Filed under Inclusion... straight up!, the big picture, things that make me go "glll"

vale Mrs Young…

The irony of her name is not lost on us as we mourn the loss of a teacher at our school this week.

Too soon, too sudden and too young…  Road fatalities pay no heed to how much you are loved, needed or revered.

Anne was one of the best, one of the teachers who truly ‘get it’ and she was absolutely one of a kind.

Irreplaceable? Yes.

Leaving a legacy she can be proud of? Absolutely!


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fridge magnet friday


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fridge magnet friday


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fridge magnet friday

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I showed this video to Mac today and asked him for one ‘describing word’ to tell me how it made him feel…


was his response – not quite understanding I pressed for more information…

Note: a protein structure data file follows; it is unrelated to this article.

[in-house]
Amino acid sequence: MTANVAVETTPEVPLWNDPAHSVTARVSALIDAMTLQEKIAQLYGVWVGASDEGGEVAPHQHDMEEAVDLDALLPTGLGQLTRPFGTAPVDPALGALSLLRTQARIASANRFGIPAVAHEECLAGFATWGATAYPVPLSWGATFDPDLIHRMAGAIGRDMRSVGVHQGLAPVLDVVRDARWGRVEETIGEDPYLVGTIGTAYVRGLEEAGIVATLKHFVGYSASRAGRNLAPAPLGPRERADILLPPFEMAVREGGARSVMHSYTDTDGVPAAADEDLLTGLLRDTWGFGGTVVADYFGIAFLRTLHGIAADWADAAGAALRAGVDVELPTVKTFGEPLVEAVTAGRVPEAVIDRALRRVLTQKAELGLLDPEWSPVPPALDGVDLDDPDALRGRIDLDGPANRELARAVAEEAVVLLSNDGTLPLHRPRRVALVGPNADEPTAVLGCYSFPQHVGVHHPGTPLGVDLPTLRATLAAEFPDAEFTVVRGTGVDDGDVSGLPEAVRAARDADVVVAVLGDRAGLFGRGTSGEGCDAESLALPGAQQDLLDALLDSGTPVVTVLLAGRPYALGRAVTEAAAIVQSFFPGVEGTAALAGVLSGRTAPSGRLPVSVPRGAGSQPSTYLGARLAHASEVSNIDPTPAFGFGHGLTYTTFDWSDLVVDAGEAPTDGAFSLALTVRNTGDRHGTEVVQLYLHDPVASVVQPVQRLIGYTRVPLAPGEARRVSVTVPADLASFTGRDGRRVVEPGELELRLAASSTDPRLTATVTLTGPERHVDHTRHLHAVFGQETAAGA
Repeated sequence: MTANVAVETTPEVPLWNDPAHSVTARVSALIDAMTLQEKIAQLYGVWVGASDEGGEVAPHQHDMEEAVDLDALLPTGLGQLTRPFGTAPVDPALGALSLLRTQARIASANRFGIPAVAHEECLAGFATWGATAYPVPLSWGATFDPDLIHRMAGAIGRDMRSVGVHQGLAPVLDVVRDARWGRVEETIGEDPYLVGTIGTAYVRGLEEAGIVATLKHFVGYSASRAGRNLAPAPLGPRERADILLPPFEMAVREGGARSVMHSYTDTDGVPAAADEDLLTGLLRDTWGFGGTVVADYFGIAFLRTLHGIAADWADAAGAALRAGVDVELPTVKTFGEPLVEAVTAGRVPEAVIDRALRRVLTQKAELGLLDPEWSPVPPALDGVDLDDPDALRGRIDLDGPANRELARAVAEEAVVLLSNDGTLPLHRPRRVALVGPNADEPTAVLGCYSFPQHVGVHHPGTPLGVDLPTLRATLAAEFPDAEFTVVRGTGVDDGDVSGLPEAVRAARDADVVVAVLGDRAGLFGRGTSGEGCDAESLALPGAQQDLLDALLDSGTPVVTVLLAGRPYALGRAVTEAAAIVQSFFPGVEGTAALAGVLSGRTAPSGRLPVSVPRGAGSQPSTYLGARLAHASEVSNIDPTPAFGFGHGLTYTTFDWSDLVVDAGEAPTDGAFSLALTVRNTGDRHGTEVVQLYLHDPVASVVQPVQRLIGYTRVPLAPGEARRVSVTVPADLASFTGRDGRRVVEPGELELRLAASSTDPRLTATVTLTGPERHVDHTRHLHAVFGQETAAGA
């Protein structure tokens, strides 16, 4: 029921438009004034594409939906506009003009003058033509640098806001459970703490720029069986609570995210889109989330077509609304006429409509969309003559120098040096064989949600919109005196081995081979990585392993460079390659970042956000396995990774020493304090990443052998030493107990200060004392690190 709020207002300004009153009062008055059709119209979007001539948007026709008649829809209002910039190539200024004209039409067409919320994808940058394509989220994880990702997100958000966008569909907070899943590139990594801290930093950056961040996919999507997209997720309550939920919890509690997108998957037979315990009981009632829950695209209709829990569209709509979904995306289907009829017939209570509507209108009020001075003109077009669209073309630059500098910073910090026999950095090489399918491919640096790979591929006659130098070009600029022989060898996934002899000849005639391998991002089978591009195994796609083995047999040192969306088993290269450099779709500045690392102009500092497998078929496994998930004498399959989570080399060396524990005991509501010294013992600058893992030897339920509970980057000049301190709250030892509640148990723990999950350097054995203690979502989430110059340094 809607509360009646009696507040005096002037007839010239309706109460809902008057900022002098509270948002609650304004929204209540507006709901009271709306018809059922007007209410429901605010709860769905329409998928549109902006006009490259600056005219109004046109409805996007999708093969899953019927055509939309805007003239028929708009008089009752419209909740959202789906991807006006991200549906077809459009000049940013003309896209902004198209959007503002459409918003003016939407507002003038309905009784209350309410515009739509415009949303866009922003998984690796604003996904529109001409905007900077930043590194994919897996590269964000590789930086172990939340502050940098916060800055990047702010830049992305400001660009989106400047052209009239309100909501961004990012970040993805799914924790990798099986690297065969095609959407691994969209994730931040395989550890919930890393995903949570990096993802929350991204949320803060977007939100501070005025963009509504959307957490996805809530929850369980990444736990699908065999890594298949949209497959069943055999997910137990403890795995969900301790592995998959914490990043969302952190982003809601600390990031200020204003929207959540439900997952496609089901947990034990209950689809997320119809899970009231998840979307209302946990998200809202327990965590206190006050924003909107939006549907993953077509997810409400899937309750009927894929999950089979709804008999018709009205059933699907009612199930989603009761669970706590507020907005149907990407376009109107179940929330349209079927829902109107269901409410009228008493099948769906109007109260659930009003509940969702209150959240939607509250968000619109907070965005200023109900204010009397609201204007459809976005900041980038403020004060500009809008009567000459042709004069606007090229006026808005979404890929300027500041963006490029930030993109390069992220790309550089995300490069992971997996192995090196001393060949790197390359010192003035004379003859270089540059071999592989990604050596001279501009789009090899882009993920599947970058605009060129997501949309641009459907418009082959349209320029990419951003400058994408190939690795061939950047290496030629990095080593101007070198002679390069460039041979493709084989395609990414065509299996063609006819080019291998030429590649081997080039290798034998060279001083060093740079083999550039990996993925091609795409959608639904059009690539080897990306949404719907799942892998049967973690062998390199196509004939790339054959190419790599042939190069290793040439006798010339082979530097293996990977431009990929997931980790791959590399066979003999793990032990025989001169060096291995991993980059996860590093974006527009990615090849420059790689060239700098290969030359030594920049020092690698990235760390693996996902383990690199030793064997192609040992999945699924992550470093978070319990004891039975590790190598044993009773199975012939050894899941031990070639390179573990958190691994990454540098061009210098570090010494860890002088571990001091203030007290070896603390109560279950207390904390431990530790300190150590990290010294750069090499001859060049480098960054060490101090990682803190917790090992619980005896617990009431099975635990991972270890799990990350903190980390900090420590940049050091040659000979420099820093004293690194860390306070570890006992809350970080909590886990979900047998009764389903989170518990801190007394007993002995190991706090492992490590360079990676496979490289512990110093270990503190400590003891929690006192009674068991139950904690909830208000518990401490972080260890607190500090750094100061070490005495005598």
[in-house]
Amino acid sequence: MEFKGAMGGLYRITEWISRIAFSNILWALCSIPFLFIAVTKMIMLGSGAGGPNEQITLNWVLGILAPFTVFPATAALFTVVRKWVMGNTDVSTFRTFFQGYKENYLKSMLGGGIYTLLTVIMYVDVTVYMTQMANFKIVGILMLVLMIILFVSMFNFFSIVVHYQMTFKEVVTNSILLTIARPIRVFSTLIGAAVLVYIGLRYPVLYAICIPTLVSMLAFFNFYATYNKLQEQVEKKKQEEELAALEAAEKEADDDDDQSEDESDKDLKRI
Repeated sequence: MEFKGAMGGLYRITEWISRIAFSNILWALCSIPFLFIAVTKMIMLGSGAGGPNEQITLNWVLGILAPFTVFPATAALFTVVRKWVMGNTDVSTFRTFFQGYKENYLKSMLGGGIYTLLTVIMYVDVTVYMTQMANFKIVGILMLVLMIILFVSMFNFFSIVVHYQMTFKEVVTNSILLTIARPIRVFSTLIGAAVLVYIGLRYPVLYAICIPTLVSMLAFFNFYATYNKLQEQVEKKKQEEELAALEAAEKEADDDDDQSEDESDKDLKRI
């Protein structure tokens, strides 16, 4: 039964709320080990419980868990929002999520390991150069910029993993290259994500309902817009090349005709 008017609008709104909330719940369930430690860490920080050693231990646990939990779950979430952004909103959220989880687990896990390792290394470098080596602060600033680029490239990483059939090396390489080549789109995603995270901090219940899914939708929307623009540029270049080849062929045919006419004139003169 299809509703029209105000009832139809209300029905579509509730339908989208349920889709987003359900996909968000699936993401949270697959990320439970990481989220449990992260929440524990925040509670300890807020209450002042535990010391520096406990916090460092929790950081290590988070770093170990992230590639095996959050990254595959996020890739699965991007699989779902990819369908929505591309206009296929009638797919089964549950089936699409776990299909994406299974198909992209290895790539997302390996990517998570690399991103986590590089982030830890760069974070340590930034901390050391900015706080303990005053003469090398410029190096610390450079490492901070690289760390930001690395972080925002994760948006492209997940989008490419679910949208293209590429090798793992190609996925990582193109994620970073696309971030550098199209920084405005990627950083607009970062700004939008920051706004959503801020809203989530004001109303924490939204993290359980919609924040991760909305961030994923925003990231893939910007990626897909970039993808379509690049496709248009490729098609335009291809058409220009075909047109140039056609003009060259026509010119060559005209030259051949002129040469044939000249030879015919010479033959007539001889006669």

“thankful to know you will help me”

awwww shucks, with slight watery sensation in my eyes can I just say “my kid is awesome”.

In this moment I can honestly say if he never types, taps or says “I love you” I don’t think I could care less.

To know he wants & needs my help – and is confident I will be there for him – means more than any old ‘love you Mum’ he might offer up at some stage in the next 50+ years.

That’s not to say I plan to be a “needy Mum” where I end up in that ‘icky’ place where I am needing him to need me.

I have full intentions of ensuring there are plenty of people around to ‘help him’ – particularly if he plans on doing a PhD via Morse Code à la Dr. Kristin Rytter… thanks Kristin for your inspiration (I think ;-))



Filed under Accessing the Curriculum, Inclusion... straight up!, the big picture

silent treatment

It’s not something I thought I would ever have to worry about but it appears my non-verbal child is actually giving someone “the silent treatment”.

Mac is still a little sad that he isn’t working with his previous aide ‘R’ any longer.